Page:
30 November 2015
Among the many things that irk me is hearing someone speak as if there had been such a thing as a Mongol “empire”. Temujin (the man known to history by the title “Genghis Khan”) and his successors conquered immense territories, but the Mongols, being nomadic barbarians, had neither the willingness nor the ability to rule what they conquered; they merely exacted tribute from defeated peoples, by threatening to return and do something even worse than what they had done previously. Their system was highly effective for a rather long time, but it was not imperialism; it was banditry on a national scale. (Temujin’s descendant Kublai Khan did rule an empire, but it was not a Mongol empire; it was a Chinese empire with a Mongol dynasty.) I have seen some historical maps in which tributary states are included in other “empires” such as the hegemony established by the Guptas over much of India, and the word “empire” is often used very loosely; to talk of a Mongol “empire”, though, which gives the impression that the Mongols not merely enjoyed ascendancy but actually controlled a realm stretching from Eastern Europe to Korea, is, in my opinion, to use that word much more loosely than it ought to be used.
23 November 2015
I wonder whether any other commentators have made the observation that President Obombast’s instantly notorious example of bad timing, saying, hours before ISIS operatives executed the attack in Paris that produced well over 100 deaths, that the terror-army has been “contained”—What happened to his vow to “degrade and defeat” this group?—, took place on Friday the Thirteenth. It is not, however, my intention to promote superstition, the existence of which is detrimental to true religion. This isn’t bad luck; it’s bad leadership.
16 November 2015
(I had some difficulty coming up with a title for this u.c., until I remembered the motion picture Days of Wine and Roses.)It’s difficult to understand how, in the willfully neurotic civilization that we presently have, one can have a career in politics without developing a pathological dread of saying something that might offend a significant portion of our population, and thus have a damaging or even fatal effect on that career. Do you remember US Senate Majority Leader Trent Lott? His life in public office was effectively destroyed by a single off-the-record comment. Lott, of course, was a Republican, and the peril of which I write does apply much more truly to the GOP than to the Democrats, who, anyway, expect their constituents to be super-sensitive, intolerant paranoiacs.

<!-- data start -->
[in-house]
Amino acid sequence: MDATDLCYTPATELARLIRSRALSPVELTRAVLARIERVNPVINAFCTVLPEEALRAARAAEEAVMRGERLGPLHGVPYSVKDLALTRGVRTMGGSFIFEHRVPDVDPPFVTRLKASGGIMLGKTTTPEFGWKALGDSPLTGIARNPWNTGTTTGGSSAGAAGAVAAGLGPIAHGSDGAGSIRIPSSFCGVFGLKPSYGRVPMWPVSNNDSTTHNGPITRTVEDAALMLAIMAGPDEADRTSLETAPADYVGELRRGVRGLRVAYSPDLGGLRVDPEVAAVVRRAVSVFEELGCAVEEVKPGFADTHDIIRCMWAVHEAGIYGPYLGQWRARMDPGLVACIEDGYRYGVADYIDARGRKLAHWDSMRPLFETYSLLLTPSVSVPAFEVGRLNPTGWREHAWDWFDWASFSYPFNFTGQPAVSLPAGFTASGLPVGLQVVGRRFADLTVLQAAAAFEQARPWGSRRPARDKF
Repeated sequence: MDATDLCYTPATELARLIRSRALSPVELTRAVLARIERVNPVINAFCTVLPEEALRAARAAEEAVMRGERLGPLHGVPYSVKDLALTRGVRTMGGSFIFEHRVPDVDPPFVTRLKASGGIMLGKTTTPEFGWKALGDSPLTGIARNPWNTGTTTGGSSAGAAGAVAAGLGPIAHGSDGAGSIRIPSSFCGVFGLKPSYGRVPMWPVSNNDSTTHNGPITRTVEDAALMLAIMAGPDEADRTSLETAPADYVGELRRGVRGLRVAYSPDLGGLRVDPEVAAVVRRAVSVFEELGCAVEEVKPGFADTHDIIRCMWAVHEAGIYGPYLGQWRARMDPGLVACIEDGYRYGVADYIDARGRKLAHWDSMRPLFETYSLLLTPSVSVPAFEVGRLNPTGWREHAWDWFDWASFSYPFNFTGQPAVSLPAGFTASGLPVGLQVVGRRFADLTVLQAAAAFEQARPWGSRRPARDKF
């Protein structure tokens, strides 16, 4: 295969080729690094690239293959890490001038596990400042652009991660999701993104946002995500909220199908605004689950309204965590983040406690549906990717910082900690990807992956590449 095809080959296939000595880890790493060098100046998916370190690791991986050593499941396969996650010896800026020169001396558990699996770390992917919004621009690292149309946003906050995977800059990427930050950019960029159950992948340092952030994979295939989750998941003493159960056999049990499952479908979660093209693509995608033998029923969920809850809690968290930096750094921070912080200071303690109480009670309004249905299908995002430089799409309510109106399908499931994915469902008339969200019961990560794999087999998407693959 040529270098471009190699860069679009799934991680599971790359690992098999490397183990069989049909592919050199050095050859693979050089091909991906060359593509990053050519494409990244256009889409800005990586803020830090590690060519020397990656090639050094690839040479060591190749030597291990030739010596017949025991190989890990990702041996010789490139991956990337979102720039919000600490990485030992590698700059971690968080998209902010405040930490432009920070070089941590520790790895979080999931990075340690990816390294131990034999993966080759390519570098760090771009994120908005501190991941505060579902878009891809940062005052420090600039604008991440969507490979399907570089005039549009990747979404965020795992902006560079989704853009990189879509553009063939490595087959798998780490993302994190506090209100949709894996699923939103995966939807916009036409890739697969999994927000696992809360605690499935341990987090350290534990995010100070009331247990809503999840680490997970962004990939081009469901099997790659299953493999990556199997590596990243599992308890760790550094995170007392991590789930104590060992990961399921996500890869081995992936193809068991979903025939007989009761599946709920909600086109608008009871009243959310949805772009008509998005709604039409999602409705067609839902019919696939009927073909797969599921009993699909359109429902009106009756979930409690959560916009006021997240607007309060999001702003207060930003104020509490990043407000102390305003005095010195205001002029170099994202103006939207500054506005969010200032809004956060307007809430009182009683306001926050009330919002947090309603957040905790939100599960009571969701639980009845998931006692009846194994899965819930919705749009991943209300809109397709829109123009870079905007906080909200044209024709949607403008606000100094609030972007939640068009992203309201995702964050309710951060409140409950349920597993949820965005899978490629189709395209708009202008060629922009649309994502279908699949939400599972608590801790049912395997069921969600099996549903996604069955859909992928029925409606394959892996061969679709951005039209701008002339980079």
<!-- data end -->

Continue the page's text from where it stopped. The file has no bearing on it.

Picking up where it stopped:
09 November 2015
Enforced legality of same-sex marriage throughout the USA may be more than four months old, but I still have something to say about this issue. The reason why one doesn’t marry a member of one’s own sex is the same reason why one doesn’t marry one’s brother or sister: it’s unnatural, and the US Supreme Court cannot strike down natural law.
02 November 2015
The alteration in government-mandated family-planning by the Peoples’ Republic of China is not so revolutionary as it might seem. Contrary to the impression given by the Western media’s labeling of this policy as “one-child-per-family”—see below for my own term—, it was never true that couples throughout the land were forbidden to have more than a single child; that prohibition applied only in urban areas, whereas rural folk were permitted to have two, and members of ethnic minorities could have three or more. The resultant misapprehension, and the correspondingly excessive welcoming of the PRC’s news by the uninformed over what they think to be a repeal rather than a mere modification of a terrible policy, demonstrates the importance of using accurate terms and avoiding oversimplification. (This easing of what I call reproduction-rationing provides a further lesson for the West, which is thought by some to be endangered by overpopulation but which actually has the same demographic concerns that motivated the Chinese Communist Party’s decision.)